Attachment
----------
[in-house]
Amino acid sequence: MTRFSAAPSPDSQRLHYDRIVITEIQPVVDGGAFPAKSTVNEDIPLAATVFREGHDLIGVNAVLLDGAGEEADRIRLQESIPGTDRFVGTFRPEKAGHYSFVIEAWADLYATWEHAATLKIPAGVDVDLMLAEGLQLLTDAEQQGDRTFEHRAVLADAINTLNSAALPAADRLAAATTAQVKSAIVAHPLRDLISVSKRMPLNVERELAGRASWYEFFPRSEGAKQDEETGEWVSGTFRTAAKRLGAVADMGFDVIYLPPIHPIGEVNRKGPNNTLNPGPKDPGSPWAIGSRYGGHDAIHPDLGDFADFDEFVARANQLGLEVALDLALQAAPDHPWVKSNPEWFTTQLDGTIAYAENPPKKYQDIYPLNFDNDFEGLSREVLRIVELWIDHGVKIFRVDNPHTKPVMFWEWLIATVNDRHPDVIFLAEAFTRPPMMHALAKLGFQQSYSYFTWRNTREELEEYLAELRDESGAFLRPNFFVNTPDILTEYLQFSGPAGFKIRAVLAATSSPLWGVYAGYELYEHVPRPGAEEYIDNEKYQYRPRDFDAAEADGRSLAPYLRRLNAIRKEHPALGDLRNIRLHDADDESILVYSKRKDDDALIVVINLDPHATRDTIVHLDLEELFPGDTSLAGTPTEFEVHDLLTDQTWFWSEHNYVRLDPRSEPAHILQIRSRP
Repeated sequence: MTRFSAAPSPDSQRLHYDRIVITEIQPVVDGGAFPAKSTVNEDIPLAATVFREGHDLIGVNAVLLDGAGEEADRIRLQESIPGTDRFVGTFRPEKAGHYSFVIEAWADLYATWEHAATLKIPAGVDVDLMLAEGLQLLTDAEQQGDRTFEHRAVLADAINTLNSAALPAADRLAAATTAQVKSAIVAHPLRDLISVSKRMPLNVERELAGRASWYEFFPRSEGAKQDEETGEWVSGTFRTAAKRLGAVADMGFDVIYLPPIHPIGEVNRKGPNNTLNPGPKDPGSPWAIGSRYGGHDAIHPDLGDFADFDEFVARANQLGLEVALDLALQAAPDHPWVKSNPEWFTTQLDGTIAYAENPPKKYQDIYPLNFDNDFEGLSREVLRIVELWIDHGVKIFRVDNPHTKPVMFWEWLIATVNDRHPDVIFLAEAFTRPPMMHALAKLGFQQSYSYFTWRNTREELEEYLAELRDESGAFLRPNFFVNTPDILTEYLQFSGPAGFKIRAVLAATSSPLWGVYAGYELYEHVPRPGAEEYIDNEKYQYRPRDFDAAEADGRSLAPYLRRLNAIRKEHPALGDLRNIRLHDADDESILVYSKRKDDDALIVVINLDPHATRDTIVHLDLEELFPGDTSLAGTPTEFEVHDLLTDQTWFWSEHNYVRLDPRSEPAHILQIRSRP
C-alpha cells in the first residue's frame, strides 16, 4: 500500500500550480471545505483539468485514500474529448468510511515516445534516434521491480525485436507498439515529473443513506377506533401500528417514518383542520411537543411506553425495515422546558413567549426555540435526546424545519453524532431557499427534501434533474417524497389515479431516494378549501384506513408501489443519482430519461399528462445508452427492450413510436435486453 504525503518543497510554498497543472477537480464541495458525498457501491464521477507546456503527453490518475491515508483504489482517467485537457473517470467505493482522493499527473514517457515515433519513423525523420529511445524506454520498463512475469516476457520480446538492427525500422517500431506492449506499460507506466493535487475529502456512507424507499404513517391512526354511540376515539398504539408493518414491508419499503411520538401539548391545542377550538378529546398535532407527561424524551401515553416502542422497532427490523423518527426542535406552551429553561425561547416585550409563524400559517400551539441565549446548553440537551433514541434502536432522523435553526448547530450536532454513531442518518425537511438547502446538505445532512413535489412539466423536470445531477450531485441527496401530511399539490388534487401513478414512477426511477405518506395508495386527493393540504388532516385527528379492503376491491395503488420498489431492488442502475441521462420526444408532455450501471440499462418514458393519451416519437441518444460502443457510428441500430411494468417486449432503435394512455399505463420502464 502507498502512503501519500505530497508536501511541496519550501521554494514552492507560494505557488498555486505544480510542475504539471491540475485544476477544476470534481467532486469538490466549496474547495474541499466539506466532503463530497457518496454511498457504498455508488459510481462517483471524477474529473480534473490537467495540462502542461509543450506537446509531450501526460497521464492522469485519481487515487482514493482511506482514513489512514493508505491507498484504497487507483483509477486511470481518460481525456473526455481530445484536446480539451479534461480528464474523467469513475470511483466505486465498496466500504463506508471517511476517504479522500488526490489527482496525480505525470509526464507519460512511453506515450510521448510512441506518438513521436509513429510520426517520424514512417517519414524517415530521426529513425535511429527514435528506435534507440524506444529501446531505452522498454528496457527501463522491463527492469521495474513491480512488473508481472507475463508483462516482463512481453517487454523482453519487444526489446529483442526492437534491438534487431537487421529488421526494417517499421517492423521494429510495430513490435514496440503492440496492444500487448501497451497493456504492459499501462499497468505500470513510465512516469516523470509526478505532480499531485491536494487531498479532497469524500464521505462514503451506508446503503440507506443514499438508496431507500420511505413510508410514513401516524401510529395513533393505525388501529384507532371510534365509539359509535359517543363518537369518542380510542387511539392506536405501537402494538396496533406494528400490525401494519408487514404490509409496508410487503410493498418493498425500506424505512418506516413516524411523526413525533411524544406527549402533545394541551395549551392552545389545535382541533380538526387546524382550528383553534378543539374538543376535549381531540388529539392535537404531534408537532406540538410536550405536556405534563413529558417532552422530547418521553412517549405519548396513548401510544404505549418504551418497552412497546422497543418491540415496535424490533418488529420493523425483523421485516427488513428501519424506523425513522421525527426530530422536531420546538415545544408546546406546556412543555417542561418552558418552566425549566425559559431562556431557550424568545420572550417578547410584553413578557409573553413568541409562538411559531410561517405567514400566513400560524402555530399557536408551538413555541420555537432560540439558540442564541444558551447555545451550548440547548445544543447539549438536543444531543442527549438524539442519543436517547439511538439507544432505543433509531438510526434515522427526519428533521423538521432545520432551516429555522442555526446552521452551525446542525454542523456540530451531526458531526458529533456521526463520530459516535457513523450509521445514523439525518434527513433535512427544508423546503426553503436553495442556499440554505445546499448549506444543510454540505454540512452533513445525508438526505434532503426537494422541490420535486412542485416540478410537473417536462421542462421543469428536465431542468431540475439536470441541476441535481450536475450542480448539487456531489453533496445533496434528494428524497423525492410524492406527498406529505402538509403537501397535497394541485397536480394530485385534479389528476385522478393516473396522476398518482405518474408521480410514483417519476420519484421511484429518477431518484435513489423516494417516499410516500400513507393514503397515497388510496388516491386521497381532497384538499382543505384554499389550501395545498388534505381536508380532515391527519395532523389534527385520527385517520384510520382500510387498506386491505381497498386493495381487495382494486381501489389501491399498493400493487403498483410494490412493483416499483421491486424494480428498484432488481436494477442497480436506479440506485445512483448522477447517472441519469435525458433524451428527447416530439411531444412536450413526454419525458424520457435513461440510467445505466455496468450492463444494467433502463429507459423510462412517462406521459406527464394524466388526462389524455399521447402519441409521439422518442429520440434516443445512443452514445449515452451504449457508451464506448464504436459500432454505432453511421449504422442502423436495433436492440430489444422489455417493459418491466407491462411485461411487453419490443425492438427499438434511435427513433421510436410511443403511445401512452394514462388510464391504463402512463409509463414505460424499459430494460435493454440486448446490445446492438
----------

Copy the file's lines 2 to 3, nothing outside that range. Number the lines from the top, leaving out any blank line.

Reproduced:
Amino acid sequence: MTRFSAAPSPDSQRLHYDRIVITEIQPVVDGGAFPAKSTVNEDIPLAATVFREGHDLIGVNAVLLDGAGEEADRIRLQESIPGTDRFVGTFRPEKAGHYSFVIEAWADLYATWEHAATLKIPAGVDVDLMLAEGLQLLTDAEQQGDRTFEHRAVLADAINTLNSAALPAADRLAAATTAQVKSAIVAHPLRDLISVSKRMPLNVERELAGRASWYEFFPRSEGAKQDEETGEWVSGTFRTAAKRLGAVADMGFDVIYLPPIHPIGEVNRKGPNNTLNPGPKDPGSPWAIGSRYGGHDAIHPDLGDFADFDEFVARANQLGLEVALDLALQAAPDHPWVKSNPEWFTTQLDGTIAYAENPPKKYQDIYPLNFDNDFEGLSREVLRIVELWIDHGVKIFRVDNPHTKPVMFWEWLIATVNDRHPDVIFLAEAFTRPPMMHALAKLGFQQSYSYFTWRNTREELEEYLAELRDESGAFLRPNFFVNTPDILTEYLQFSGPAGFKIRAVLAATSSPLWGVYAGYELYEHVPRPGAEEYIDNEKYQYRPRDFDAAEADGRSLAPYLRRLNAIRKEHPALGDLRNIRLHDADDESILVYSKRKDDDALIVVINLDPHATRDTIVHLDLEELFPGDTSLAGTPTEFEVHDLLTDQTWFWSEHNYVRLDPRSEPAHILQIRSRP
Repeated sequence: MTRFSAAPSPDSQRLHYDRIVITEIQPVVDGGAFPAKSTVNEDIPLAATVFREGHDLIGVNAVLLDGAGEEADRIRLQESIPGTDRFVGTFRPEKAGHYSFVIEAWADLYATWEHAATLKIPAGVDVDLMLAEGLQLLTDAEQQGDRTFEHRAVLADAINTLNSAALPAADRLAAATTAQVKSAIVAHPLRDLISVSKRMPLNVERELAGRASWYEFFPRSEGAKQDEETGEWVSGTFRTAAKRLGAVADMGFDVIYLPPIHPIGEVNRKGPNNTLNPGPKDPGSPWAIGSRYGGHDAIHPDLGDFADFDEFVARANQLGLEVALDLALQAAPDHPWVKSNPEWFTTQLDGTIAYAENPPKKYQDIYPLNFDNDFEGLSREVLRIVELWIDHGVKIFRVDNPHTKPVMFWEWLIATVNDRHPDVIFLAEAFTRPPMMHALAKLGFQQSYSYFTWRNTREELEEYLAELRDESGAFLRPNFFVNTPDILTEYLQFSGPAGFKIRAVLAATSSPLWGVYAGYELYEHVPRPGAEEYIDNEKYQYRPRDFDAAEADGRSLAPYLRRLNAIRKEHPALGDLRNIRLHDADDESILVYSKRKDDDALIVVINLDPHATRDTIVHLDLEELFPGDTSLAGTPTEFEVHDLLTDQTWFWSEHNYVRLDPRSEPAHILQIRSRP